We understand that a House of Commons debate has taken place on the subject of vaccine passports. This has been available live on a number of sources including, but not limited to, the BBC website. However, the YouTube video can be accessed here at the time of writing. I have downloaded this in case it is ever taken down.
The responses from Steve Baker and Ian Paisley Jr, amongst other MPs, are welcome and varying sections of their speeches do share common ground with the cause and purpose of HandsFaceGrace as a whole. Vaccines are a major milestone in the development of human society and medical services, and may have held substantial influence to curb the transmission of other viruses including smallpox and measles — alongside improved hygiene systems and knowledge of proper nutrition. By the same token it is extremely harmful to our society even to contemplate ever making any aspect of vaccines agressively promoted, or mandatory to engage in any particular activity or to travel to or from a given location. Any law, directly or de-facto, to that effect would be the death knell of informed consent. It would intensify the ‘us and them’ society that masks have gracelessly set the stage for, massively scale up police and big-tech surveillance, and impose crippling barriers on the needs and desires of the elderly, disabled and poor.
On the other hand, we are saddened greatly by Mike Hill and John Spellar and hope prayerfully that they (and any others who enthuse or otherwise support or condone any aspect of vaccine ID) will change their hearts and minds before it is too late. Passports never made their hideous debut in the 2009-10 Swine Flu pandemic so we know it is perfectly possible to conduct our lives and businesses without fear and in absence of them. The recurring subject in both of their speeches though would be the mention of how so many airlines, hospitality and sports venues etc are struggling and vaccine certs would be the way to ensure people have the confidence to return, and in the case of wanting to go to a country where entry is conditional on being vaccinated, have the means to do so. This is patently untrue and will, at least in the long-term and probably even in the short-term, achieve the polar opposite. The blog post before the last one sets out how I, the founder, am not prepared to accept the experience of dining out or having a night at the movies on the condition of hurtful demands such as mask wearing and inability to exchange conventional cash.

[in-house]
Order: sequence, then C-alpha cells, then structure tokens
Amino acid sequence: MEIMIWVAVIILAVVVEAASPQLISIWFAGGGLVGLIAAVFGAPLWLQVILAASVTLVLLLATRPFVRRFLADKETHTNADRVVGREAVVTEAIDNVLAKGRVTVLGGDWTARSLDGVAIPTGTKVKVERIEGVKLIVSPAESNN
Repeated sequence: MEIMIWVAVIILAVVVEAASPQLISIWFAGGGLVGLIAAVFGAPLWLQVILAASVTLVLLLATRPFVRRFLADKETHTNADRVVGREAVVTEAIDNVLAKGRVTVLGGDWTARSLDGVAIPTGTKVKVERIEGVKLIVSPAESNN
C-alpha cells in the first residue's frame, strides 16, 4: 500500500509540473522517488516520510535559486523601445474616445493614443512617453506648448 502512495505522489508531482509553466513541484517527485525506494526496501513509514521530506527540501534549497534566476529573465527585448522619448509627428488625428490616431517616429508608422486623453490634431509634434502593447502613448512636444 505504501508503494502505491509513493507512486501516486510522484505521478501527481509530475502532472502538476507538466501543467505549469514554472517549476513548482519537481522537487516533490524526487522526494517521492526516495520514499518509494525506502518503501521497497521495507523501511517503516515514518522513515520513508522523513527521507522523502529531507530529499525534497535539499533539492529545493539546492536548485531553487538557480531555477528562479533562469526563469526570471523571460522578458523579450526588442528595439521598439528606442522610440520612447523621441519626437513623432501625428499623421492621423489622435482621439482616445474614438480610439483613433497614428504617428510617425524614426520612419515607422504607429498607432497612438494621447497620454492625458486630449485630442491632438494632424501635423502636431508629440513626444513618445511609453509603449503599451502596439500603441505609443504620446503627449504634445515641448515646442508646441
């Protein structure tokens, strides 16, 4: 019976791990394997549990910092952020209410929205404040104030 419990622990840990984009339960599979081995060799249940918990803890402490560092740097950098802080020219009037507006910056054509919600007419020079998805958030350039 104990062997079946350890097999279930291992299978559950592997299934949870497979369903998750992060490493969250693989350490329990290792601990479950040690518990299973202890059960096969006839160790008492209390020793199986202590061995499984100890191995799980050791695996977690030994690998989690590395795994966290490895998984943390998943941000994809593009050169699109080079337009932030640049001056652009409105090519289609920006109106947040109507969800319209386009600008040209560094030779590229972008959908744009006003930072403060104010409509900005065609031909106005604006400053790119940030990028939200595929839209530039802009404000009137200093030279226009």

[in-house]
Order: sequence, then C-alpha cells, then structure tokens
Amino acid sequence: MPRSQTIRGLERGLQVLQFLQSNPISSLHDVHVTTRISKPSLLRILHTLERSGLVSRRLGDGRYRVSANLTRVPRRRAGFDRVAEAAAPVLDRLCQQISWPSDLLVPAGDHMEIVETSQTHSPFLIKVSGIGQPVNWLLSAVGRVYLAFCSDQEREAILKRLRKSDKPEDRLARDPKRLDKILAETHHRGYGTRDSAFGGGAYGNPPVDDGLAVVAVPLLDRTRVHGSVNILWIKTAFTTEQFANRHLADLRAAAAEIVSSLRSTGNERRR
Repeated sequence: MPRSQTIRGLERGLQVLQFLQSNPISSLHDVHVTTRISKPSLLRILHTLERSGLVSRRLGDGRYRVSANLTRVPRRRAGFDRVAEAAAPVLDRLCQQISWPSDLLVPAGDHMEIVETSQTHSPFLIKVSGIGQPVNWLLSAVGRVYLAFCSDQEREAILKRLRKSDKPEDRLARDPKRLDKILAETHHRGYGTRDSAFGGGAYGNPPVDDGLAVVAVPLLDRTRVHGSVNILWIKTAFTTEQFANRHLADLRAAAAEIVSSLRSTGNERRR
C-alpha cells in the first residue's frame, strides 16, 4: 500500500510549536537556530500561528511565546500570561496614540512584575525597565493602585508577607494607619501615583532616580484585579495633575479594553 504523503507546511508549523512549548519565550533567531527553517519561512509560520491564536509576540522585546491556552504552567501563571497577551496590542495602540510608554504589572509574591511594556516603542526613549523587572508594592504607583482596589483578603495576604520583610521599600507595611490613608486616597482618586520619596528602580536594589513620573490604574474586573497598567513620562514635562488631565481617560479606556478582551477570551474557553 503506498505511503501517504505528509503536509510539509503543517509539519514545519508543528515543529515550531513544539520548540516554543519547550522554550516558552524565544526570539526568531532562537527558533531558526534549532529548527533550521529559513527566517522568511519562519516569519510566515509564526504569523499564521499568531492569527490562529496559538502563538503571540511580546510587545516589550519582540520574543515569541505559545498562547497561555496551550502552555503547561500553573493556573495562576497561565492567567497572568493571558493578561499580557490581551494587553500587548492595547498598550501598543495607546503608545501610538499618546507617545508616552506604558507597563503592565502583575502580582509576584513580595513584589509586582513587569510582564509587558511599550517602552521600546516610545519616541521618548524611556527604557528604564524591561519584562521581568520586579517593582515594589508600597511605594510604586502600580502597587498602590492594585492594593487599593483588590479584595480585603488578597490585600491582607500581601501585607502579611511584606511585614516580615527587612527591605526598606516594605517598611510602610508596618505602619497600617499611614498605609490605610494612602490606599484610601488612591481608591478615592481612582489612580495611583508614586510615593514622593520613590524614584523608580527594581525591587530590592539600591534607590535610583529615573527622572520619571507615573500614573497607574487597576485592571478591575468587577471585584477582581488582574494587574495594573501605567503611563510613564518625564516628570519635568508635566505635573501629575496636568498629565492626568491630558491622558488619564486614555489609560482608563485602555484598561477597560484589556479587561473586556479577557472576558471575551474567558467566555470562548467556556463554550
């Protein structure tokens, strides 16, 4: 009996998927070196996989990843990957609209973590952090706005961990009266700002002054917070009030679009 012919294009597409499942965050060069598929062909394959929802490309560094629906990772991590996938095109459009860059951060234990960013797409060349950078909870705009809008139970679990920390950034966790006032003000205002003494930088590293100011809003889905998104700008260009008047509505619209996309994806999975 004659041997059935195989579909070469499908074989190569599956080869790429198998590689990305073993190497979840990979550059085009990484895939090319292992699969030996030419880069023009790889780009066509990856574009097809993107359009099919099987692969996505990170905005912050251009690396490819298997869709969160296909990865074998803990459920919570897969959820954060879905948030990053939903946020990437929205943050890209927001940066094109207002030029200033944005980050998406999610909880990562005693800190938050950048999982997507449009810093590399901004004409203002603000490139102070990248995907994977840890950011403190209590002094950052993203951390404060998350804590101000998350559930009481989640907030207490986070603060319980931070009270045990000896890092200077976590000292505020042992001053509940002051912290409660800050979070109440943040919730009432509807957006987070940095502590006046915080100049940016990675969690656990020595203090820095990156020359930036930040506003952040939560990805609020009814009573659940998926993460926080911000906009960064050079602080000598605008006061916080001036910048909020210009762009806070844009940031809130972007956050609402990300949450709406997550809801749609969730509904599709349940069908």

I have made the conscious and carefully considered decision in honest and good faith not to undergo any of the prescribed vaccination regimes against coronavirus; be it AstraZeneca, Pfizer, Sputnik V or otherwise. This will remain the case for the foreseeable future as I have strong reservations on too many grounds. We have no evidence on the full implications of long-term adverse events, and cannot possibly accumulate any articles to that effect for three to five years at a bare minimum. The dangers of rushing through development are multiplied by the use of experimental mRNA technology, which has never been found in a commercial product, at least where AstraZeneca and Pfizer are concerned. Stages of testing, including that on animals, have been arbitrarily skipped out. There is clear evidence that numerous coronavirus vaccination schemes have caused deaths and injuries (already there is a laundry list of them), and yet some ‘vaccines’ cannot even reduce the probability of you contracting the virus or of you transmitting it to someone else.
Ultimately, if you are a freely consenting adult, you may weigh up the benefits and risks of taking the vaccine and decide for yourself. I would, at least personally however, strongly object to any child taking such a strongly unknown substance. The risk of mortality for them is statistically zero for this virus, and the WHO could not find a single case of transmission from a child under 10 to an adult. This is conclusive evidence that COVID vaccination is not the right path for anyone under 16 and will simply cause them unnecessary harm.
In other news the Police, Crime, Sentencing and Courts Bill has caught the attention of parliament and is due to receive its second reading in the Commons this week. First of all the use of nebulous legal tests, such as whether a person is causing ‘serious annoyance’ as in Clause 59, hands more power to the government to brutally crack down on oftentimes good-faith protests. The added threat of ten years behind bars on assessment of this criteria is disproportionate and power-hungry. Start and end times and noise limits have all the potential to be deployed abusively, as we have seen repeatedly with the lockdowns and mask laws, and for those reasons I would be against the proposed bill.